Last week when I was teaching a very promising beginner, I was reminded of this useful point.
Namely, it’s easy to take a rule (“Do it like this …”) and generalize it to an incorrect situation.
Here’s an example.
It concerns how you use your painting bridge.
In my last post I gave you 9 tips for keeping a steady hand when tracing, or – “How to stop the wobbles“.
The last tip was, not too much wine. (Well, none at all is best.) Which reminds me how David’s been teetotal for 30 years. Not a single drop. Thankfully, that’s not the secret of his amazing skill, though as I say, you’ll definitely paint better when you’re “dry”.
No, other things also count – like your painting bridge and how you treat it.
Here’s a check-list for anyone who is starting out as a stained-glass painter:
- See below for details about glass paint and mixing bowl, gum Arabic, media (water and/or oil), light box, palettes, palette knives, paint covers, painting bridge / arm rest, jam jars, badger blender, wide narrow brushes, tracing brushes, various sticks, needles, scrubs, kiln, kiln trays and kiln controller.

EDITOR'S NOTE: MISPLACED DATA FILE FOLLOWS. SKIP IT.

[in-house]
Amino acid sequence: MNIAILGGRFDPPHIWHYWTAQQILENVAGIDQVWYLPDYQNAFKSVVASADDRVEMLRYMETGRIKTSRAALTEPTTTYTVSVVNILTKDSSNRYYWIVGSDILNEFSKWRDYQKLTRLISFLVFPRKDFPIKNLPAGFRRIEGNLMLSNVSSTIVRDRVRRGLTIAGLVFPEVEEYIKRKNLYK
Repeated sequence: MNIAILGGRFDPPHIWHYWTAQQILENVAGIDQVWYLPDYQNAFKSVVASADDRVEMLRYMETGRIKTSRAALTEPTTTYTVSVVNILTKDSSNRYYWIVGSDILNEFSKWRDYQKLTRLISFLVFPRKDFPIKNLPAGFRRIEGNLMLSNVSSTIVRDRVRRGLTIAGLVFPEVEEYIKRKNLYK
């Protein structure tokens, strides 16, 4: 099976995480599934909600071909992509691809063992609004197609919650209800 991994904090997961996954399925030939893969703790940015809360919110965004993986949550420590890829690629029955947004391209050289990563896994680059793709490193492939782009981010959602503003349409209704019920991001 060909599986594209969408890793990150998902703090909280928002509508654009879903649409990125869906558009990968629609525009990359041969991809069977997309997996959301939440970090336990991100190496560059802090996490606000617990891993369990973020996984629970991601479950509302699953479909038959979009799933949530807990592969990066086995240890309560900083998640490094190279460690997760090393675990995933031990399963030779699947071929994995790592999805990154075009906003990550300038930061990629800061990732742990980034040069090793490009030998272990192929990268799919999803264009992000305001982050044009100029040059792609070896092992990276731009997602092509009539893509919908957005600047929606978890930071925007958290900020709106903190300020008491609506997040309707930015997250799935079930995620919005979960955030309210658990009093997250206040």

- There are many articles and videos on this site: see here for a quick tour.
- Download and study our hands-on guide to kiln-fired stained glass painting – it’s packed with recipes, techniques, step-by-step projects and the kind of common sense you’ll only get by working with a successful studio.
- Get the free newsletter – each week you’ll get a quick tip that will help your stained glass painting: join here now